My men said that what Ondonga had said was true; they had heard so in the Otando country; so I sent Mintcho back, and said to him, "Tell friend Arangui that he must give up the man. If I had not to take care of my people I would go and see him. Tell him that he must do that for his friend Chally. Did not Arangui take Quengueza and myself from Obindji's place to come here?"
The two rascals Mintcho and Ondonga went again, and several days elapsed before Arangui let the man go. He did not do it until he was taken ill with the plague; then he became frightened, and thought I was going to kill him, so he immediately gave up the man, and Ondonga and Mintcho brought him in triumph to me. Poor fellow! his legs were dreadfully lacerated.
The plague was in its last stage. Arangui had been the only one who had not taken it before. The Otando man had not had it, and I was afraid he would catch it. If he were to die of it in the country of the Ashiras, not one of them would dare to go into that of the Otandos, and that would be the end of my trip; so it was necessary that I should hurry my departure. If it had not been for the rascality of Arangui I would have been in the Otando country two months ago. The thought of this made my blood boil, and I felt very much like hanging Arangui to the nearest tree.
It was the first time that I had been robbed in Africa, and that by Olenda's people. I knew they would not have done it if their old chief had been alive.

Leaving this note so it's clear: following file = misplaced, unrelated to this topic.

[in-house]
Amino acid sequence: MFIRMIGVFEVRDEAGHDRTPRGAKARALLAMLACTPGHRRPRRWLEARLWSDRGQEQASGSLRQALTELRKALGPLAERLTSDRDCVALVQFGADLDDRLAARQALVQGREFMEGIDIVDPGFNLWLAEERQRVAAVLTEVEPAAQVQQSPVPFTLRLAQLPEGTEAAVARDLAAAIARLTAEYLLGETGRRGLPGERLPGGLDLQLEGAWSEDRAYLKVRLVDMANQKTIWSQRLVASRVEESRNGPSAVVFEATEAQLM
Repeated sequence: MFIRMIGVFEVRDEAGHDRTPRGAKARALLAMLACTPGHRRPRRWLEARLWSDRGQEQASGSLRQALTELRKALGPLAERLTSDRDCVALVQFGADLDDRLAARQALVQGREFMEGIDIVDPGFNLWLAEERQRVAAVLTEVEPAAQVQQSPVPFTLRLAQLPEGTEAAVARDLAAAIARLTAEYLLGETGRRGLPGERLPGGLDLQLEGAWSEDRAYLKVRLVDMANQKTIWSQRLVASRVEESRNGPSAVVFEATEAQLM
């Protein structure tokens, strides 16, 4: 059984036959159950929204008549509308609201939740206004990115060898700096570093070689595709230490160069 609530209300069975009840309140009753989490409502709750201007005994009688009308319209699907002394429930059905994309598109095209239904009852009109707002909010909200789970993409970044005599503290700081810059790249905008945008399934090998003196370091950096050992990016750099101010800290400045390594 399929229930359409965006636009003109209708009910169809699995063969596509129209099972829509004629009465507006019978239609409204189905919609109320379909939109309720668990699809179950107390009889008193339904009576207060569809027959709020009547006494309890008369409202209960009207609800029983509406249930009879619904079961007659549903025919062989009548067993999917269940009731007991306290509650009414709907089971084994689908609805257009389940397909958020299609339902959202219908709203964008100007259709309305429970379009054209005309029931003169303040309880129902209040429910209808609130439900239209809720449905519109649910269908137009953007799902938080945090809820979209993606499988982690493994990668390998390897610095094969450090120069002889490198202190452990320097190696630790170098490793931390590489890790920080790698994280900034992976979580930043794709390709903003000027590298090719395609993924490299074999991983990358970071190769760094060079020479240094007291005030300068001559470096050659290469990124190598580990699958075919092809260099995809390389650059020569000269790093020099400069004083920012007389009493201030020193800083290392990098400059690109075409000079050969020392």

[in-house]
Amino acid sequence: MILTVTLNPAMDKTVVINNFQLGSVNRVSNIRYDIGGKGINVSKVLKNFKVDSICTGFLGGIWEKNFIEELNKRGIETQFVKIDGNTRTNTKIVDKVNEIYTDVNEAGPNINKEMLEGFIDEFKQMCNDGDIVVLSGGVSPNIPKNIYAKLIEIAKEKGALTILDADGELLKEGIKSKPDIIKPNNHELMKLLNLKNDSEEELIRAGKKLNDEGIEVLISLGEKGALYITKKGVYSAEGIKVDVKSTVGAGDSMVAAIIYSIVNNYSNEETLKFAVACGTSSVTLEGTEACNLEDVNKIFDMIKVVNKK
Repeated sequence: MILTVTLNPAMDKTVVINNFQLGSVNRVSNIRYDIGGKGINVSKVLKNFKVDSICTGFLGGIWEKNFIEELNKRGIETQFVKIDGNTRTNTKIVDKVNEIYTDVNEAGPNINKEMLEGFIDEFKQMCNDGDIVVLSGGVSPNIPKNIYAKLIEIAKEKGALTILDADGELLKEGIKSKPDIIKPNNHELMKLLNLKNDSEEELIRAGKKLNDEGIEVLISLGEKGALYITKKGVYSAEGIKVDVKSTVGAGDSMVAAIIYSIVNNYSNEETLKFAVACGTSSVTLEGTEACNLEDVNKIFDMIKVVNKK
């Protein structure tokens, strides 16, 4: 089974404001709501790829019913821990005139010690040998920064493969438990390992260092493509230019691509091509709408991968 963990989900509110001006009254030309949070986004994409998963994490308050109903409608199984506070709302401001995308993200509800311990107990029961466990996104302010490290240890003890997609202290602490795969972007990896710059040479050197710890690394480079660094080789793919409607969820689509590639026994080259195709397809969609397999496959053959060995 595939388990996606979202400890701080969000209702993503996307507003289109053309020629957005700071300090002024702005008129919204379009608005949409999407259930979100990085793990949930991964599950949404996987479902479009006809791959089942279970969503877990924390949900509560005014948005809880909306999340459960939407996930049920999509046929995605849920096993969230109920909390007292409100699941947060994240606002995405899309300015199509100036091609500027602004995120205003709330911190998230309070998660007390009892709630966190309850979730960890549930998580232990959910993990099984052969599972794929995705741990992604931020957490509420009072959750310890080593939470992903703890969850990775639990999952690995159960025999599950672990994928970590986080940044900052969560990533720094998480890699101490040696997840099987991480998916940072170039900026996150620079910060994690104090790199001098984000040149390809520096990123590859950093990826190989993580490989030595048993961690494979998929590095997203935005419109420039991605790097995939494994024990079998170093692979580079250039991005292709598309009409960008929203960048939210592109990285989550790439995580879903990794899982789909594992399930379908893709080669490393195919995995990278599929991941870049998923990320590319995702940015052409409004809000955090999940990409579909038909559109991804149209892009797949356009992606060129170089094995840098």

What a sea of trouble poor Paul du Chaillu had to contend with! Indeed, these were days of trial; but I had to face them, and I faced them manfully, though several times I was on the verge of despair.
By some means news of the death of Olenda had reached Quengueza, and I was astonished one day to receive a messenger from him with word that, as Olenda had left no people to carry me and my goods to the next country, he was coming to take me to another Ashira clan that had people. This frightened Ondonga, and he tried hard to get porters for me.
Terrible tidings now came from Goumbi: all the Goumbi people that had come with Quengueza to the Ashira country had died of the plague; nearly all the nephews of Quengueza were dead; Obindji had died, and every Bakalai chief. In some of the Bakalai villages not a human being had been left. Death had come over the land. But Quengueza had been spared; the plague had not touched him, though his head slave, good old Mombon, was no more.